351st ARS flies high after earning Gen. Carl A. Spaatz Trophy for ‘Outstanding Air Refueling Squadron 2022’

  • Published
  • By Karen Abeyasekere
  • 100th Air Refueling Wing Public Affairs

The 351st Air Refueling Squadron have won the highly coveted Gen. Carl A. Spaatz trophy as “Outstanding Air Refueling Squadron 2022,” also proving themselves “Best in Air Force.”

The trophy – earned by the 351st ARS for the third time – puts them again at Number 1 of 59 air refueling squadrons within the U.S. Air Force, having previously won it in 2020 and 2013.

“We have the throttles all the way to the stops – they’re all the way there and bent a little bit, because we were pushing so hard!” exclaimed Lt. Col. Tyler Berge, 351st ARS commander. “It’s pretty cool that one of two squadrons outside of Air Mobility Command won it. This is the recognition for all the hard work our people have done, including the long weekends, holiday flying, being on a constant state of alert.”

The 351st ARS leaders explained that their squadron has a phenomenal list of accomplishments for 2022, including executing 1,382 missions over 8,000 flying hours – an 11 percent increase from 2021 and surpassing the next highest-flying ARS by 28 percent. They also flew 826 priority-one missions with record-breaking operations, by accomplishing 28 percent of global priority-one air refueling missions with only four percent of the KC-135 Total Force. Additionally, the squadron ensured 7,000 man-hours of non-stop, Joint Chiefs of Staff-directed alerts over four consecutive months, which, due to current world events, was a 5,000 percent increase from 2021. They also launched 26 no-fail missions, ensuring strategic posturing within the European Command area of operations.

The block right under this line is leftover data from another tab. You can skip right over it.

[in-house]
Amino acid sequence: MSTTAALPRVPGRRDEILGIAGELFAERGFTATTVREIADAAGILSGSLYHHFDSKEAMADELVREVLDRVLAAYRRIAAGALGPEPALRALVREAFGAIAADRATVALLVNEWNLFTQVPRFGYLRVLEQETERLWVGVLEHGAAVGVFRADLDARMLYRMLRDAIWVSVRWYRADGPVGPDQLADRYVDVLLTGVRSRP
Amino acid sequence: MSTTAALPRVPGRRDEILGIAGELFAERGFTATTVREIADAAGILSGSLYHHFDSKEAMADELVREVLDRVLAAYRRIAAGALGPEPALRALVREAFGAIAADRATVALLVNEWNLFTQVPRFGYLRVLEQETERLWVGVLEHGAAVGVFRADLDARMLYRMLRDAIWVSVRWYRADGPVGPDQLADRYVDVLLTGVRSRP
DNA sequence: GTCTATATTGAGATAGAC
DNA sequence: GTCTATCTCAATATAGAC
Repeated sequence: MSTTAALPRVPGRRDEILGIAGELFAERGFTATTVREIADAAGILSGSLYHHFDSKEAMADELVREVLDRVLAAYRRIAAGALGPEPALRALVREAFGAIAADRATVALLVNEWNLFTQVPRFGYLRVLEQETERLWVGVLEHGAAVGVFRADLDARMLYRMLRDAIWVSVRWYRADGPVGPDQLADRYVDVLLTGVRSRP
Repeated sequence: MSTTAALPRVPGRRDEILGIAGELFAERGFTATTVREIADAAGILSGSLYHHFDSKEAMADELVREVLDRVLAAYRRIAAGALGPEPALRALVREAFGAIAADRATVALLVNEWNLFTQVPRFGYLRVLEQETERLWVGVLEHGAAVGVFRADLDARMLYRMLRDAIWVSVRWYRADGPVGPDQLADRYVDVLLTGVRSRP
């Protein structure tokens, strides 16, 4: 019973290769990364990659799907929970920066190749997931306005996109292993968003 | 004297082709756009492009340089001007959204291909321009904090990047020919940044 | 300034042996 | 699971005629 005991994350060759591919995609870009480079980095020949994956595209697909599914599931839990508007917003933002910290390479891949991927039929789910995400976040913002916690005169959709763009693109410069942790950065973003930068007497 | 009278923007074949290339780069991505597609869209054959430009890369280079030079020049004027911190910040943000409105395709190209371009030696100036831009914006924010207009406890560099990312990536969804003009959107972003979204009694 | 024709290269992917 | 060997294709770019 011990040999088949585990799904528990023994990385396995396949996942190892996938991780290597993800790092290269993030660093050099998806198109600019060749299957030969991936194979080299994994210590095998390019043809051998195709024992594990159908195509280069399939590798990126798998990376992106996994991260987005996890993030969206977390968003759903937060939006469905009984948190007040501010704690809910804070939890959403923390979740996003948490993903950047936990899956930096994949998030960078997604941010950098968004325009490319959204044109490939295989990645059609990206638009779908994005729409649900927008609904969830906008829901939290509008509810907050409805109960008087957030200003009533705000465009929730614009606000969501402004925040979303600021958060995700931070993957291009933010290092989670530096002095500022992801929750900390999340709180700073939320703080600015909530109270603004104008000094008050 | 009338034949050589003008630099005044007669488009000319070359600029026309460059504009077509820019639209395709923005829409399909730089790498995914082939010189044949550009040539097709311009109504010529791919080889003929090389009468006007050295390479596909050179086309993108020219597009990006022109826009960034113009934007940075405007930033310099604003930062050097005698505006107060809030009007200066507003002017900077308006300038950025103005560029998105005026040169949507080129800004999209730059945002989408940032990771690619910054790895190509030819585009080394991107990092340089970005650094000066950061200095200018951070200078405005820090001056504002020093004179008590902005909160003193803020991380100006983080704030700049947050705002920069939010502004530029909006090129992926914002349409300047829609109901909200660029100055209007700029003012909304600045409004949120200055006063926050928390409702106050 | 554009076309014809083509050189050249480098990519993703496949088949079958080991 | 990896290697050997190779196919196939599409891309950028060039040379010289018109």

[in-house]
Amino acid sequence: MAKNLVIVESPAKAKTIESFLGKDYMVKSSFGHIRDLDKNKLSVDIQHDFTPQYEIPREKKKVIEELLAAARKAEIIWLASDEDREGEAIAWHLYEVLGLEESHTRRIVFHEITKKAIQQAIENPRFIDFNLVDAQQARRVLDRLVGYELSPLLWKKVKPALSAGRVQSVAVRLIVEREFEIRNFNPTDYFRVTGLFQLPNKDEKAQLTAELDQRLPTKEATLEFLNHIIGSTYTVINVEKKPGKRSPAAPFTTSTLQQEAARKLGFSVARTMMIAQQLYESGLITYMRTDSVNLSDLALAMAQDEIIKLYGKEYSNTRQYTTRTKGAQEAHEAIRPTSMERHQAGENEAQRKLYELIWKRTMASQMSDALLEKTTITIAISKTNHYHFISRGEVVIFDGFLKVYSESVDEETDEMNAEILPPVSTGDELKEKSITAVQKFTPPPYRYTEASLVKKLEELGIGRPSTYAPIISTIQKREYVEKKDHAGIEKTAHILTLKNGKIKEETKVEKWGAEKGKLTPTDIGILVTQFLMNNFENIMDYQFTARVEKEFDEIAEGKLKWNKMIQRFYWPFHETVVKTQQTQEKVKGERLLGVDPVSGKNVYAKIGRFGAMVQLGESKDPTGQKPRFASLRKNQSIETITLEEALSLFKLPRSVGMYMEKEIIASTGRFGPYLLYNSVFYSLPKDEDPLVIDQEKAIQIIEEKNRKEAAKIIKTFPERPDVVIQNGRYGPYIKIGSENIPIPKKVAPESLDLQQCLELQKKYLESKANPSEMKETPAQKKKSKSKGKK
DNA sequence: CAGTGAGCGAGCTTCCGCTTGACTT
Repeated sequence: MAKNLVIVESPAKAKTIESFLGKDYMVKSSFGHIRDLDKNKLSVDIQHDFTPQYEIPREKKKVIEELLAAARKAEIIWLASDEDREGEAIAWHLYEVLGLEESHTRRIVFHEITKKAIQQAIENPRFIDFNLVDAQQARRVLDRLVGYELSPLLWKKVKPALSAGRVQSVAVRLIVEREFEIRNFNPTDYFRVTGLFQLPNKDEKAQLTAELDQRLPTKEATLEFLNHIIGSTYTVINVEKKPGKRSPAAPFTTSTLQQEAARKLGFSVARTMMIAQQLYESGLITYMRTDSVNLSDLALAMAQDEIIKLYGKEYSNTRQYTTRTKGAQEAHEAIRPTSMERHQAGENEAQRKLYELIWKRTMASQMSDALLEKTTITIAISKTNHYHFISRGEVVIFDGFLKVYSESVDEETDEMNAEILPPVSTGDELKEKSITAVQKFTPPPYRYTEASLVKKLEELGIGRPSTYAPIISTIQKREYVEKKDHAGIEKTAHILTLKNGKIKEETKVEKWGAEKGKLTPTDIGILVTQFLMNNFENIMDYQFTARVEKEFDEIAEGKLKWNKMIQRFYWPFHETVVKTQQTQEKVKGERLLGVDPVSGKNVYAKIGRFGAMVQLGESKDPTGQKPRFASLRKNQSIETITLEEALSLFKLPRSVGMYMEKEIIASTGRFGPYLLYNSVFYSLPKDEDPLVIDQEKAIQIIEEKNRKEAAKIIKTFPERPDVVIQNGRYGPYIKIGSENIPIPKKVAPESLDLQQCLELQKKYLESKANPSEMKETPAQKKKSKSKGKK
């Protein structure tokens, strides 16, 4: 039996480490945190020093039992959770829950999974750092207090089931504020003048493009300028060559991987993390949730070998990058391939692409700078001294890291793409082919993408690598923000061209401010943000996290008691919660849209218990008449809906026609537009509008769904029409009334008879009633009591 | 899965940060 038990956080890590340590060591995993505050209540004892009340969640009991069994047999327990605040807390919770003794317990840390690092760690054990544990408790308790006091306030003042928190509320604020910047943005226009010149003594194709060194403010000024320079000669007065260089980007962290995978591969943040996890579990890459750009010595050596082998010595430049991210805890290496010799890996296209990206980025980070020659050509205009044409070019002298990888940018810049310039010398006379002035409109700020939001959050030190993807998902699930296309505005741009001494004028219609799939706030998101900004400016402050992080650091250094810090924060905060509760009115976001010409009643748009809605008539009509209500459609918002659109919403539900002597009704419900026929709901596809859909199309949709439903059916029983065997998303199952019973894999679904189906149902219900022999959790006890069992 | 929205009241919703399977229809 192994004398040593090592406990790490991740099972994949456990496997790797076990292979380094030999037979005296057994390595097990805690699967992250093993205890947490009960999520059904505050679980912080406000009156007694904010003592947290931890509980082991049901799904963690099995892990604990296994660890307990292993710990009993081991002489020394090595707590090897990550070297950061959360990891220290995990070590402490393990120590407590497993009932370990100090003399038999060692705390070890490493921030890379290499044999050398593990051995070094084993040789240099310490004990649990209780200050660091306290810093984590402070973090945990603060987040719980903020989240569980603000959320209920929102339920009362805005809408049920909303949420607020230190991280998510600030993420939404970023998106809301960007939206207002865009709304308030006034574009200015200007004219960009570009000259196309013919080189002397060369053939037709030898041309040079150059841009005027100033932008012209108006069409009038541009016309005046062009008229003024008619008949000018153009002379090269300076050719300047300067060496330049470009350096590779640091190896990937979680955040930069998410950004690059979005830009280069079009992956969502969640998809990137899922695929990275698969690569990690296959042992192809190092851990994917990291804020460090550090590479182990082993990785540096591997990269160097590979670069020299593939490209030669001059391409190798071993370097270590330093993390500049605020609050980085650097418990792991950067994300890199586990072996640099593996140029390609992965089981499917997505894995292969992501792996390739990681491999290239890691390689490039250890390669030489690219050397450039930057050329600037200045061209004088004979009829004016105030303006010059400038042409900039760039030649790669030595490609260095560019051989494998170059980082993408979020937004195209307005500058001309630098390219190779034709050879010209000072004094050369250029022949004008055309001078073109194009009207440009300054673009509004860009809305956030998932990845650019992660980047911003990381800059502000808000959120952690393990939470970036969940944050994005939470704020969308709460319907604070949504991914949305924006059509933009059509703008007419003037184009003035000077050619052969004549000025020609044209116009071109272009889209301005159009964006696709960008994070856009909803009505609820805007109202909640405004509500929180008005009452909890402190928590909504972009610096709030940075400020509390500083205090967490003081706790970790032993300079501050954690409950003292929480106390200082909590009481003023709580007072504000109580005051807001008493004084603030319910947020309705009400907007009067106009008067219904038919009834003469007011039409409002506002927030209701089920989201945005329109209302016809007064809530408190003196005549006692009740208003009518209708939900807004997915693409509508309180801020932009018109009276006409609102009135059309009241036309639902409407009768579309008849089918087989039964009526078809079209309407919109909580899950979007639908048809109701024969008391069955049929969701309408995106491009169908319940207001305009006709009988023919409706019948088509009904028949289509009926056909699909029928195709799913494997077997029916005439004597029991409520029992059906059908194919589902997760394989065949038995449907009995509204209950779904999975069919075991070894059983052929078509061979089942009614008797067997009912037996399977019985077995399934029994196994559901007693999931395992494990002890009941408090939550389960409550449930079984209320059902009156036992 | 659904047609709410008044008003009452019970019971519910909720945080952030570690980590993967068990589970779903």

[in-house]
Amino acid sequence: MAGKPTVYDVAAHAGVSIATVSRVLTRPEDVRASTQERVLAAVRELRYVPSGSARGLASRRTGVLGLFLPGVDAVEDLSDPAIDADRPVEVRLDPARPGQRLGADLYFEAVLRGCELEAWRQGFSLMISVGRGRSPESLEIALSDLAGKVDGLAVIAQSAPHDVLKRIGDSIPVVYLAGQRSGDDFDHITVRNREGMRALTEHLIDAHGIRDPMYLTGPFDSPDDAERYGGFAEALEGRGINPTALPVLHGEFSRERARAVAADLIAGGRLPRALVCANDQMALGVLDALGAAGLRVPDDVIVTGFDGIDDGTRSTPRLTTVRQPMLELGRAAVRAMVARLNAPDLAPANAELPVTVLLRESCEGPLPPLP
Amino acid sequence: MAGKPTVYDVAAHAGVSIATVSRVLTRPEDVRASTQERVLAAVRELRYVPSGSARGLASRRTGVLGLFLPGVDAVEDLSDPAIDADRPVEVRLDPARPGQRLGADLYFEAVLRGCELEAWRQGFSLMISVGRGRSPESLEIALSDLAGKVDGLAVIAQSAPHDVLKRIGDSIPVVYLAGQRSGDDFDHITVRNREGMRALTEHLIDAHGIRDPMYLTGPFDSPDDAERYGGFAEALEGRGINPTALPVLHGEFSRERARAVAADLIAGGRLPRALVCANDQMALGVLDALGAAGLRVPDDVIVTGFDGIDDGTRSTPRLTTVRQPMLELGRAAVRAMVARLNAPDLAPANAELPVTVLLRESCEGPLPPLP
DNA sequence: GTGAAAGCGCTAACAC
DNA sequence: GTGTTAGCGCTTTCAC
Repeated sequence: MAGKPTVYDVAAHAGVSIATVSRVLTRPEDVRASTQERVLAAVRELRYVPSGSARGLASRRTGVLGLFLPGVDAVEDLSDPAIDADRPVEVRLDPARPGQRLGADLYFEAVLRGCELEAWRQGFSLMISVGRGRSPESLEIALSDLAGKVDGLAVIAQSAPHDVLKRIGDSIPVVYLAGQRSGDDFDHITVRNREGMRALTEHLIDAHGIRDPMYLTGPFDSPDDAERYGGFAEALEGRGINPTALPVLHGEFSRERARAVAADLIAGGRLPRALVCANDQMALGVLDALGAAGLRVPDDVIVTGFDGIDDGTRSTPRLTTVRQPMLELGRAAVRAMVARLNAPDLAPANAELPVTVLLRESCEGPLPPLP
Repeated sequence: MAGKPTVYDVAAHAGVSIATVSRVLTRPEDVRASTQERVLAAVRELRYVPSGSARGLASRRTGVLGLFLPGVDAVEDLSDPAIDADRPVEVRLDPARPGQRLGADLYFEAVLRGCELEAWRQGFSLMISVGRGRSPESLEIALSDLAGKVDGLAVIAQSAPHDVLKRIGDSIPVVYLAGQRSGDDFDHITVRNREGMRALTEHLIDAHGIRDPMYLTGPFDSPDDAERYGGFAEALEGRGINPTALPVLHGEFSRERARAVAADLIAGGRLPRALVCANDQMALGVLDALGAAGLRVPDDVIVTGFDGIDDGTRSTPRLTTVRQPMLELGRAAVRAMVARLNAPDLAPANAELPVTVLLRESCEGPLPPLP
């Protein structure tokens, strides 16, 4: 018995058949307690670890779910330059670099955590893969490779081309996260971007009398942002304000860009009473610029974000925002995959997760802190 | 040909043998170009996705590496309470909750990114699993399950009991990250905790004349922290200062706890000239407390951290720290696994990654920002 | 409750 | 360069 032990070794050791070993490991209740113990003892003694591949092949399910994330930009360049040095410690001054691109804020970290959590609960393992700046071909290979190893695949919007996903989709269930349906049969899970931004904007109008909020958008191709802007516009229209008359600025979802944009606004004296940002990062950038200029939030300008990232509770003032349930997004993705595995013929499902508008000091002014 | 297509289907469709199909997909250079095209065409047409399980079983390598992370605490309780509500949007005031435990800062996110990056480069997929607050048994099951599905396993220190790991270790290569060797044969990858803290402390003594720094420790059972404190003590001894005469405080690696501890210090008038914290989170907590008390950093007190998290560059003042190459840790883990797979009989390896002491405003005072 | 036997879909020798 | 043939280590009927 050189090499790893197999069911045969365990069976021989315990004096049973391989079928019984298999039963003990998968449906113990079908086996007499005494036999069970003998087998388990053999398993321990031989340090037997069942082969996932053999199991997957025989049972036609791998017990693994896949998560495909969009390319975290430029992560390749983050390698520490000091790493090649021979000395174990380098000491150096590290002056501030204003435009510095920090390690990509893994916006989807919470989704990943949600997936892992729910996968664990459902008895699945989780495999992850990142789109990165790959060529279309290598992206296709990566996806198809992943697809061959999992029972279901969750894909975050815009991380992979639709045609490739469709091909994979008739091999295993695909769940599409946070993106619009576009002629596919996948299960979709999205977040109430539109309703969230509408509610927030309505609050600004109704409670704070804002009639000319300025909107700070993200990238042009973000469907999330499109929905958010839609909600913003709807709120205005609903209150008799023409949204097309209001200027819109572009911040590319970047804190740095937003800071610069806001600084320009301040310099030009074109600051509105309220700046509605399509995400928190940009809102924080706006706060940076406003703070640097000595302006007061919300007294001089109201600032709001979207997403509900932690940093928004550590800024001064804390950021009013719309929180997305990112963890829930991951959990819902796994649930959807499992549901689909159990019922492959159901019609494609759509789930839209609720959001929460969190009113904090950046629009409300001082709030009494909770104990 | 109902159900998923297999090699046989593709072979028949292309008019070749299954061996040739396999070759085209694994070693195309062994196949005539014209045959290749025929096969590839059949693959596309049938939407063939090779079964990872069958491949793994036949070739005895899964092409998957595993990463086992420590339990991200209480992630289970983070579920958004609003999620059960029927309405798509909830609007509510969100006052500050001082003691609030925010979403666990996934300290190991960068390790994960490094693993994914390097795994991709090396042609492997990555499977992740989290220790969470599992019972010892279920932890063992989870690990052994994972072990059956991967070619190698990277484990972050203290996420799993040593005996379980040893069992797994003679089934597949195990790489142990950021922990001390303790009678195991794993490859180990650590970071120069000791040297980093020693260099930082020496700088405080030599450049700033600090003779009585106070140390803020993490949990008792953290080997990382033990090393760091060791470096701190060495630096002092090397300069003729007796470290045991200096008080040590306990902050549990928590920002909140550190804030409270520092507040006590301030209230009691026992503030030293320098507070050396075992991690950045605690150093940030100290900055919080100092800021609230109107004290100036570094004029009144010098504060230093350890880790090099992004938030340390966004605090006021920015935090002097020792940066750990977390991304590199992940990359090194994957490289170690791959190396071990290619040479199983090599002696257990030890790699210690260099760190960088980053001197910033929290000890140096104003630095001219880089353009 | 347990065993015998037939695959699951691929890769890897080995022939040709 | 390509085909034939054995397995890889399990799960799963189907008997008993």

“It’s the exclamation point to a very busy year,” said Senior Master Sgt. Christopher Staton, 351st ARS senior enlisted leader. “We are one of two operational KC-135 flying squadrons outside of CONUS. Our mission is operational air refueling, and we have missions being flown 24/7. I’m very proud of our crew force for answering our nation’s call with the professionalism and humility that they do. This is a team victory and it doesn’t happen without our squadron aviation resource management Airmen, medical teams, admin, civilian employees, and 100th Operations Support Squadron functions. Also, I couldn’t be more proud of our amazing maintenance team. Day in and day out, they keep these tankers up in the air.”

Engaged on two fronts as U.S. Air Forces in Europe’s sole air refueling squadron, the 351st ARS single-handedly supports the United Nations African counter-terrorism mission and NATO during the Russian War in Ukraine.

“We have our organize, train and equip (known as OTE) missions just like they do back at home stations in the U.S., but we also have to do the operational missions and balance both,” explained Berge. “Even though we were flying a crazy amount of hours for the last three years, we have over-flown what we’re supposed to for our flying hour program. This year we flew more than 8,000 hours, which is incredible! Last time we did anything close to that was when we were supporting operations in Libya, back in 2011.